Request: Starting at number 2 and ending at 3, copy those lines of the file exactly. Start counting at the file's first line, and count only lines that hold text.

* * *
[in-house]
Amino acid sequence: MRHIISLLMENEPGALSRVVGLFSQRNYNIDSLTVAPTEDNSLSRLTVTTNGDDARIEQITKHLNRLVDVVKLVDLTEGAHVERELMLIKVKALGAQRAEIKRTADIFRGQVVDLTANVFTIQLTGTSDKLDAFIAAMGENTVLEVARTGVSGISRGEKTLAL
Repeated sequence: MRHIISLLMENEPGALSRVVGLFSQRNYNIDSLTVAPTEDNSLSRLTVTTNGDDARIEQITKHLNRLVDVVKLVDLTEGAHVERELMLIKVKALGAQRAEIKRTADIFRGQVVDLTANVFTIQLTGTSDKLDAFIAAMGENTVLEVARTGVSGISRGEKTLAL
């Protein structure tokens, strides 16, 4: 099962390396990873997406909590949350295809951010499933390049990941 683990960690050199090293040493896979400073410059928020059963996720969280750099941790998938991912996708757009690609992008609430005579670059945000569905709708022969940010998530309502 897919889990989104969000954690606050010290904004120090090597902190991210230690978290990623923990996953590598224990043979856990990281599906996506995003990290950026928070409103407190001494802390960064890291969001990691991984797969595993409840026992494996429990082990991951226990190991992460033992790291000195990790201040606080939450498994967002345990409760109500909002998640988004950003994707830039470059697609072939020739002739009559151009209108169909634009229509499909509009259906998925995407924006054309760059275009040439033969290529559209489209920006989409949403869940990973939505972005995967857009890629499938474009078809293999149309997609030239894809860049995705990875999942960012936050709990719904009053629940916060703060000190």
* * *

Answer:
Amino acid sequence: MRHIISLLMENEPGALSRVVGLFSQRNYNIDSLTVAPTEDNSLSRLTVTTNGDDARIEQITKHLNRLVDVVKLVDLTEGAHVERELMLIKVKALGAQRAEIKRTADIFRGQVVDLTANVFTIQLTGTSDKLDAFIAAMGENTVLEVARTGVSGISRGEKTLAL
Repeated sequence: MRHIISLLMENEPGALSRVVGLFSQRNYNIDSLTVAPTEDNSLSRLTVTTNGDDARIEQITKHLNRLVDVVKLVDLTEGAHVERELMLIKVKALGAQRAEIKRTADIFRGQVVDLTANVFTIQLTGTSDKLDAFIAAMGENTVLEVARTGVSGISRGEKTLAL